With education, the government spent the last 30 years or so placing piles of money in front of the educational institutions in the form of earmarked savings plans for individuals, governmnet backed loans, tax credits and deductions, and direct financial aid. They don't need to "encourage" educational institutions to gather those piles. They only need to put the piles in front of them, which they have done.
If consumers had to finance their education without these government backed piles of money the prices would drop back in line with normal inflationary patterns due to market forces, and it wouldn't take long for it to happen.
@Jim: Thanks for sharing that personal story. I think you really raise a great point. We all aspire for our children to have the best opportunity, especially if they are gifted enough to have those elite doors opened for them. But the harsh reality of a trading up an Ivy League education for a mountain of debt isn't always the best choice.
My kids aren't college age yet, but these are the tough decisions I'm already starting to contemplate as I watch friends and family struggle with the financial burdens of making theirs and their kids dreams come true. I think you gave your son's girlfriend some pretty sound advice. I know plenty of Ivy educated, private schooled people who are able to spout off on topics I could never hope to master, but they aren't necessarily sitting any better when it comes to their careers and earning power.
I'm not sure how can you pin the escalating costs of college education solely on government involvement. The biggest culprits for high cost are the private schools, particularly the Ivy League colleges where tuition is upwards of $50,000 a year (and I think that is the base sticker price). Maybe I'm naive, but what role would government play in encouraging these private, for-profit institutions to jack up the cost of their tuititions to the point where it's unaffordable for all but the wealthy, the ones unafraid to take on debt, or the lucky that happen to qualify for financial assistance?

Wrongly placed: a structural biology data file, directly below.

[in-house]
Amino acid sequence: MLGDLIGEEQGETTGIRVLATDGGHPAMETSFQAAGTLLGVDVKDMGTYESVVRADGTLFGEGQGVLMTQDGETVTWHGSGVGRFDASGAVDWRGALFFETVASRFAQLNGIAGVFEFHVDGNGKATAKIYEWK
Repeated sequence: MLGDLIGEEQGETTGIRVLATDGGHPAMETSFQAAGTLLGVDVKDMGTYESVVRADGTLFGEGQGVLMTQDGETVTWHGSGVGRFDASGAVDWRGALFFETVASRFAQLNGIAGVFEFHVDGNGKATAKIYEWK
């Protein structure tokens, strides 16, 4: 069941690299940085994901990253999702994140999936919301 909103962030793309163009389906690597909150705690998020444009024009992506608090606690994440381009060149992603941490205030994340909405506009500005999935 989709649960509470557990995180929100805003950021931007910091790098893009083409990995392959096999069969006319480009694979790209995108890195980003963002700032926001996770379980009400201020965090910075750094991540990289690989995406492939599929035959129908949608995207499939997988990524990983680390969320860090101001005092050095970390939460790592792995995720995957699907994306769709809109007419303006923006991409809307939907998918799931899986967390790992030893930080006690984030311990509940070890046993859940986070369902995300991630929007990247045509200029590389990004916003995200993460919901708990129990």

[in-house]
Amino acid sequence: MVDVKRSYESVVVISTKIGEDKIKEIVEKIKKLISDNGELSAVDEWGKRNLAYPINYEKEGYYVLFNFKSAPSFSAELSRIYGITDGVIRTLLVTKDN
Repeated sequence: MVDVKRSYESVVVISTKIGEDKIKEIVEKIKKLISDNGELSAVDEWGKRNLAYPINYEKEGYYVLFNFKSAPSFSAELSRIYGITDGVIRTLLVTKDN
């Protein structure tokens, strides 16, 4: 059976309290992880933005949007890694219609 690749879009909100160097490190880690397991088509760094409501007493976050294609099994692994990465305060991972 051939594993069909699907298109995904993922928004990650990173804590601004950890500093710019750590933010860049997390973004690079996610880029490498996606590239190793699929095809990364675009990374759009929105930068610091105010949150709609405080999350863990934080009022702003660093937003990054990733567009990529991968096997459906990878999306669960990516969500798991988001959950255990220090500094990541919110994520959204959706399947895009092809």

Government involvement is the primary factor that drove the cost of education through the roof. Everything that the government gets involved with undergoes exponential inflation.
I almost completely disagree that college "should be every American's right". That is the thought process that leads to more government involvement, which will only serve to further escalate the price. Everyone already has "the right" to attend college. All you have to do is pay. The problem is, most people can't afford college, because government involvement has driven the cost out of sight.
When I went to college, it was relatively affordable. I got an Associates degree in Electrical Engineering for a grand total of $2K including books. (yes two thousand dollars), but that was before the government became heavily involved with college funding, quotas, etc.
Please name for me anything that has become more streamlined and cost effective because of government involvement.